On Tolerance

by Feb 1, 2022


It goes without saying that our current world is filled with many prisms and perspectives. Most workplaces are filled with diverse individuals who come from different backgrounds and bring with them various beliefs, opinions, and ideologies. While you may see things differently than that of your colleagues or supervisors, the idea of tolerance is one which transcends the cubicle and applies to our personal lives as well as our professional ones, too. We could all benefit from the teachings of the great Thich Nhat Hanh, who sadly died recently. A beloved peace activist, thinker, writer, and devoted Buddhist monk, he discussed tolerance often. Here’s one of his relative quotes: “We can’t accept or tolerate others and their shortcomings, and we demand that they change. But when our hearts expand, these same things don’t make us suffer anymore. We have a lot of understanding and compassion and can embrace others. We accept others as they are, and then they have a chance to transform.”

He was ahead of his time and encouraged radical acceptance.

Although personal beliefs don’t always change so easily, it’s still important to emphasize the necessity of listening to opposing viewpoints with an open mind, and to create personal and professional atmospheres that aren’t antagonistic, contentious, or righteous. So, how does one do that? We’ve compiled some tips to help, because, frankly, we are curious, too.

  • Practice radical acceptance. For yourself, and others.

  • Basic conversational etiquette should be practiced. For example, listen actively, wait your turn to speak, try to avoid interruption, and allow yourself to surprise yourself. Often we are trapped in echo chambers and enter dialogues already stubborn, unwavering, staunch, and inflexible. But sometimes – if one allows it – an unprecedented experience can occur. That is, a different viewpoint, and a change of mind, whether small or large.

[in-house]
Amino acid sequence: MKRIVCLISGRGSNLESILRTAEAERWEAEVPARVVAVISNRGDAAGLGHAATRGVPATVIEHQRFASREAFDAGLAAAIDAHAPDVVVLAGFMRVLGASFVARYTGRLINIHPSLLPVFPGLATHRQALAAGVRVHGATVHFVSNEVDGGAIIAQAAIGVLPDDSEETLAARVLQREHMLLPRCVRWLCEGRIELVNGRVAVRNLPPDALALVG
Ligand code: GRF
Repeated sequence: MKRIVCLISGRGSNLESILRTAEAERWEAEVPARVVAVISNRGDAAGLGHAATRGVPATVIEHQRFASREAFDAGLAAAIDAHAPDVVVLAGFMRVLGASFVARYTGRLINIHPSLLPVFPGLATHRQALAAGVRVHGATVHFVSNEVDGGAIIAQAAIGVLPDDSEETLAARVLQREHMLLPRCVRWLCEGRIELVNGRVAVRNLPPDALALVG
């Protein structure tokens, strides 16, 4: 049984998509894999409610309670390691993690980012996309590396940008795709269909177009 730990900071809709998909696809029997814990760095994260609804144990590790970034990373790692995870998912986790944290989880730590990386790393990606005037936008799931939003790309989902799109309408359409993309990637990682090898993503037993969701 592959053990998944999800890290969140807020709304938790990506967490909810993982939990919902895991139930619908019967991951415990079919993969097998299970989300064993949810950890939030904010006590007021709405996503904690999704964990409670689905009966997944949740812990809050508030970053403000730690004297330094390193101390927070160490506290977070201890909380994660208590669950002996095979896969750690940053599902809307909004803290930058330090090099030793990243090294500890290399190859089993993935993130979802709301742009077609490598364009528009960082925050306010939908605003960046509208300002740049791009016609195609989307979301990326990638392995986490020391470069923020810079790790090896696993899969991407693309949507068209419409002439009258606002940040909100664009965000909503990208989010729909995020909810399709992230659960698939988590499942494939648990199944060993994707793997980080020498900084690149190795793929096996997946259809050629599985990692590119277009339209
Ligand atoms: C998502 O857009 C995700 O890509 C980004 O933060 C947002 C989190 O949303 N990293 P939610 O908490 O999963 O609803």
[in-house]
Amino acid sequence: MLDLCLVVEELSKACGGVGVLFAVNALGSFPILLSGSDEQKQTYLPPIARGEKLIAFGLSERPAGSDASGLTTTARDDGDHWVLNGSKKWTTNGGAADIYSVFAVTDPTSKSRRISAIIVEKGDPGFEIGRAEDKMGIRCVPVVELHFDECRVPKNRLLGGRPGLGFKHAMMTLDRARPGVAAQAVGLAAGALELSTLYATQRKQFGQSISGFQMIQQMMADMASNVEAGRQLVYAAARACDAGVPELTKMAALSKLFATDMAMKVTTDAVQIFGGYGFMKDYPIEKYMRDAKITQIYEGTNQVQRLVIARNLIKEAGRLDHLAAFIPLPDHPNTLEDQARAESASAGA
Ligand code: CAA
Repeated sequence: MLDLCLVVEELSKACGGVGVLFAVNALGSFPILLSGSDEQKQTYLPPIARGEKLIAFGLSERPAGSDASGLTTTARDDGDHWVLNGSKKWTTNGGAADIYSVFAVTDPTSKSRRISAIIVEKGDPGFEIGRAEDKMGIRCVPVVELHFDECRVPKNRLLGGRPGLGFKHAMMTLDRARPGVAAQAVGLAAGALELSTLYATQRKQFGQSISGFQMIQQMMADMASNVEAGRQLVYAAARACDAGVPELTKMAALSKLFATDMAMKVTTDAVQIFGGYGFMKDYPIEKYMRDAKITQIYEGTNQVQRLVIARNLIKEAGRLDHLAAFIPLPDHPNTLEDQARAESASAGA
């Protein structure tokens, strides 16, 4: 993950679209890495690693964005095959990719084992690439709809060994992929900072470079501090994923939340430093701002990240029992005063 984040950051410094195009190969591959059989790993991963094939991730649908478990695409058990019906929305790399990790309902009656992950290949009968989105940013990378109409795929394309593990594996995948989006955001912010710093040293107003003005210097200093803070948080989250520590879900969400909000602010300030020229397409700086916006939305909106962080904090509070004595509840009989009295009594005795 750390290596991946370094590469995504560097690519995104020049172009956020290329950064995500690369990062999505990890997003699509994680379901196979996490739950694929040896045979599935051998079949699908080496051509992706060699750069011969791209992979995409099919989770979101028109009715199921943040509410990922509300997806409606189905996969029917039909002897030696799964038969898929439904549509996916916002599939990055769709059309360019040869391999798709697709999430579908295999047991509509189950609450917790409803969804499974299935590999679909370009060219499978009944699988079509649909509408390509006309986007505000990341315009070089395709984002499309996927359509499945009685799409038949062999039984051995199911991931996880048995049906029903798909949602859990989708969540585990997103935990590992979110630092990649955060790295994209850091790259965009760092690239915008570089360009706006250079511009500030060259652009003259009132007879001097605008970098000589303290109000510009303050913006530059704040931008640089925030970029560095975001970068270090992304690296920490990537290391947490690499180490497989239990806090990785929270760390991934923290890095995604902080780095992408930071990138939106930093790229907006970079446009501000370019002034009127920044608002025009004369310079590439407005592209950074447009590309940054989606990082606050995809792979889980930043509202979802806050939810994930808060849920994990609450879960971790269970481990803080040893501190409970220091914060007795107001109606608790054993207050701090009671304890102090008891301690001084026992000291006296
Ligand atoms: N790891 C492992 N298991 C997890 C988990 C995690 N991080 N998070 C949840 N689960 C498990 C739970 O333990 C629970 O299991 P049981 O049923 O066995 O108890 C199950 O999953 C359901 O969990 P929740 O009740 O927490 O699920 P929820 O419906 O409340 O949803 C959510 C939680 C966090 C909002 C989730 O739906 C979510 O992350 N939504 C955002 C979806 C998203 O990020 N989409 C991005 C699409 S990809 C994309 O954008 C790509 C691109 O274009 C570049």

• Curiosity. Meditate on that word for a moment. Having a natural curiosity (or a practiced one) can increase the ability to expand and tolerate. How do you let curiosity in?

  • Self-possession. Take ownership of your feelings. Is someone making you feel a certain way? A crabby co-worker, a stressed out boss? Well, in an ideal world, there’s no such thing. You do not have to take on their mood and can respond and not react. It’s not always easy, but we believe in you.

  • Other ways to build tolerance? Meditation, accepting change is evitable, minding your ego (that one can be hard!), practicing patience, and keeping perspective.

  • Remembering that change is inevitable and the only “constant” in life. It is paramount to enable tolerance to grow and build.

  • Did your temper, ego, or attitude get the best of you in a current situation? Explore that. Remember that progress isn’t linear, relapse happens, and to take deep breaths and step away from the situation. Also, learning to apologize the right way, is a good tool/skillset to possess as well.

  • Remember, people are more than their opinions or belief systems.

  • Bad days happen! Try not to personalize, or be extreme in your speech, and encourage the middle road. We can all do better with this.

Mindfulness reminds us to “guard against discriminative and dualistic thinking and to avoid becoming bound by any ideology.” Hanh encouraged this. In a society that is increasingly more divided and fanatical (on either side, we dare say), compassion and staying present, are great tools. Good luck out there! And remember our golden go-to: if you don’t have anything nice to say, don’t say anything at all. Winnie The Pooh (another philosopher) would be proud!

This posting is brought to you by Contemporaries Inc., one of the best temp agencies in Boston MA. Also available for payrolling employees in Boston and Greater Boston

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